To which could also be added: HOW TO TASTE TIME: DRINK HERBS
Whenever you are drinking herbs, you are ingesting millennia of amazing medicinal chemicals which have evolved alongside us and are still helping to keep us healthy and well. Happy and Healthy 2016!
On Remembrance Sunday, it seems appropriate to consider the corn poppy, Papaver rhoeas. This beautiful flower with its delicate petals seems to have been replaced these days by other herbs with anodyne and sedative properties but it can still be very useful for helping with insomnia and as a painkiller for mild earache and toothache as well as for soothing irritable intractable coughs.
A wonderful herb walk last Saturday with beautiful autumn colours and so many herbs to see: horse chestnut, oak, two sorts of nettle, chickweed, comfrey, even St John’s Wort made an unexpected appearance. Thank you ladies for your company (and for your gorgeous photos, Sharon!), I hope you are now fortifying yourselves ready for winter with your rosehip teas!
Do you know your lemon balm from your lemongrass? Or which herb is helpful for skin problems? Find out if you’re a master herbalist! How well do you know herbal remedies?
Just what is going on at the BBC – two articles on herbs in two days! Today’s article on their website relates to rosemary essential oil and its effect on memory. It’s most intriguing, and encouraging, to read the final quote especially: “We have spent many years rubbishing alternative treatments but there is, I believe, a real benefit in allowing people to take control of their own health with treatments that make them feel better – even if we haven’t been able to prove how.” Hear Hear!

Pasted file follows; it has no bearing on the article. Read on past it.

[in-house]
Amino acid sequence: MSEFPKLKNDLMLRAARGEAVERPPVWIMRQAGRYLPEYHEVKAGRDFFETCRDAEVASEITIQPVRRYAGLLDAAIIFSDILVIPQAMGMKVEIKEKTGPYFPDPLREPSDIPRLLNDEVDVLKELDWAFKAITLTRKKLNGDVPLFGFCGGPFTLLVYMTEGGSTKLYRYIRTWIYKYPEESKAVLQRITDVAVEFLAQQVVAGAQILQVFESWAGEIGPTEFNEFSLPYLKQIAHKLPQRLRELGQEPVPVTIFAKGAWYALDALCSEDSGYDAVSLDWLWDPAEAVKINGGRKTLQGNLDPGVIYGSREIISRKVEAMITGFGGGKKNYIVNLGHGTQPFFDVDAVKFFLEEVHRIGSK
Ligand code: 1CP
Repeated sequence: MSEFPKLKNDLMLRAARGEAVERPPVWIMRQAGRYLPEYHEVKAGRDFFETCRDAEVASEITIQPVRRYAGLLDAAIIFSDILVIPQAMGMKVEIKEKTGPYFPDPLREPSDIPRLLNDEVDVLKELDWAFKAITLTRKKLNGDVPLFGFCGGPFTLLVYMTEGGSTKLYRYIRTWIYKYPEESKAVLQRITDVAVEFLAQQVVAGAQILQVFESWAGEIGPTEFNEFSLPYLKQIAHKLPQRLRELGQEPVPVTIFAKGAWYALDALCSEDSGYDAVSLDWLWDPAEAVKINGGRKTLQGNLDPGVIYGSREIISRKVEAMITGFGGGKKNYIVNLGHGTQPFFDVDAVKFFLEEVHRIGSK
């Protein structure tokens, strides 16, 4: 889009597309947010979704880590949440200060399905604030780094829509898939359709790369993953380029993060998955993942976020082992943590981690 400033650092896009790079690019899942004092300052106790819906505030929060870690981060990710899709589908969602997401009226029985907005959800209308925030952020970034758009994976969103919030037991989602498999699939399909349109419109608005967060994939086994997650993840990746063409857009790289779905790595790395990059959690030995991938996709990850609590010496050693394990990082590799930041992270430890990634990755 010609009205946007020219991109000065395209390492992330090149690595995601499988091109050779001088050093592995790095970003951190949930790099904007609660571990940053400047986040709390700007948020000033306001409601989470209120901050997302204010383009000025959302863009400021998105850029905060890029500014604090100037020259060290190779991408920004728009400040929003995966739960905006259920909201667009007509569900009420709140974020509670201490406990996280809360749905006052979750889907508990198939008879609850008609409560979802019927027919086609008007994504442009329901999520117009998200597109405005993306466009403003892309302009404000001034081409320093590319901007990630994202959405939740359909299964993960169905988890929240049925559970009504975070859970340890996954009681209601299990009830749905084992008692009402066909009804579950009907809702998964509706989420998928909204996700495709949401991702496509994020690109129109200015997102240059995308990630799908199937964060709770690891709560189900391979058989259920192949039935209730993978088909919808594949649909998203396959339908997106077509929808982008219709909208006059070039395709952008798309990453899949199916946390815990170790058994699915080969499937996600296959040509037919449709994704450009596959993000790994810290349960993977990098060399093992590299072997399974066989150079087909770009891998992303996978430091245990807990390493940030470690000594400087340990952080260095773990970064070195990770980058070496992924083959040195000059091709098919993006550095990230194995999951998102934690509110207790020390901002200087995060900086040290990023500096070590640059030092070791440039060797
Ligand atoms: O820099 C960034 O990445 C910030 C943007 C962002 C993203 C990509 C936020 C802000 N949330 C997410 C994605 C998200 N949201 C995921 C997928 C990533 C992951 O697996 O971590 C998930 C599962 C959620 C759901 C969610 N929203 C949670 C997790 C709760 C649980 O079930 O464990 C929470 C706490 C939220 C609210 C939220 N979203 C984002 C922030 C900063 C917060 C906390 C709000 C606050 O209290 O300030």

There was a very interesting programme on Radio 4 all about the Nightshades – “it soothed us before anaesthetics, sent our imaginations flying and tempted us with alluring flavours – and they are still pushing the frontiers of both medicine and food today”. It covered all sorts of topics, from Harry Potter to murder to apothecaries and even an interesting aphrodisiac recipe (despite a curiously-mispronounced “lycopene” mention). A very interesting but sometimes deadly family and well worth listening to!